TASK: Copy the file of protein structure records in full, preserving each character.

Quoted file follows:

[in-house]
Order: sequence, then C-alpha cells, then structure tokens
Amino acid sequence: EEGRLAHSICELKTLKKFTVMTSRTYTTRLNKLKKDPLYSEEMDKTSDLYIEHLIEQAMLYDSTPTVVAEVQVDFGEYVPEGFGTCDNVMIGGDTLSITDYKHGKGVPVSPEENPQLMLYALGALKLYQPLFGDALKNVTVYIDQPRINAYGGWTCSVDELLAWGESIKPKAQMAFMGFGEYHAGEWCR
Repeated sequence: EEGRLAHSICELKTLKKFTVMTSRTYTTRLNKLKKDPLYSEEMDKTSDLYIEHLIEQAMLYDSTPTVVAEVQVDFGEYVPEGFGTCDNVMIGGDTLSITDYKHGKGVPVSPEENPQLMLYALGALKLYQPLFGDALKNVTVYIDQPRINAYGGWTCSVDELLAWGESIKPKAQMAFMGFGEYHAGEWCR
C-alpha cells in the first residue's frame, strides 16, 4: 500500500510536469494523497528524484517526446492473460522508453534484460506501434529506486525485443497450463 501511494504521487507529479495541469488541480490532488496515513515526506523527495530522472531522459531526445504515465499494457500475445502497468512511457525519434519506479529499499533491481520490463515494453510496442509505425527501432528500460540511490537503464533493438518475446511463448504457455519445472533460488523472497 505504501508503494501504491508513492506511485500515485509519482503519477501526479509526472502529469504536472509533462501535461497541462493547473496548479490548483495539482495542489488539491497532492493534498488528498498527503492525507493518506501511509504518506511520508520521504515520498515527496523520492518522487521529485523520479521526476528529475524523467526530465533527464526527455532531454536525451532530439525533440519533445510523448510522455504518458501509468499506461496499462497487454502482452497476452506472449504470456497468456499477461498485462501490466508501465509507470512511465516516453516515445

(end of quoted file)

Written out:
[in-house]
Order: sequence, then C-alpha cells, then structure tokens
Amino acid sequence: EEGRLAHSICELKTLKKFTVMTSRTYTTRLNKLKKDPLYSEEMDKTSDLYIEHLIEQAMLYDSTPTVVAEVQVDFGEYVPEGFGTCDNVMIGGDTLSITDYKHGKGVPVSPEENPQLMLYALGALKLYQPLFGDALKNVTVYIDQPRINAYGGWTCSVDELLAWGESIKPKAQMAFMGFGEYHAGEWCR
Repeated sequence: EEGRLAHSICELKTLKKFTVMTSRTYTTRLNKLKKDPLYSEEMDKTSDLYIEHLIEQAMLYDSTPTVVAEVQVDFGEYVPEGFGTCDNVMIGGDTLSITDYKHGKGVPVSPEENPQLMLYALGALKLYQPLFGDALKNVTVYIDQPRINAYGGWTCSVDELLAWGESIKPKAQMAFMGFGEYHAGEWCR
C-alpha cells in the first residue's frame, strides 16, 4: 500500500510536469494523497528524484517526446492473460522508453534484460506501434529506486525485443497450463 501511494504521487507529479495541469488541480490532488496515513515526506523527495530522472531522459531526445504515465499494457500475445502497468512511457525519434519506479529499499533491481520490463515494453510496442509505425527501432528500460540511490537503464533493438518475446511463448504457455519445472533460488523472497 505504501508503494501504491508513492506511485500515485509519482503519477501526479509526472502529469504536472509533462501535461497541462493547473496548479490548483495539482495542489488539491497532492493534498488528498498527503492525507493518506501511509504518506511520508520521504515520498515527496523520492518522487521529485523520479521526476528529475524523467526530465533527464526527455532531454536525451532530439525533440519533445510523448510522455504518458501509468499506461496499462497487454502482452497476452506472449504470456497468456499477461498485462501490466508501465509507470512511465516516453516515445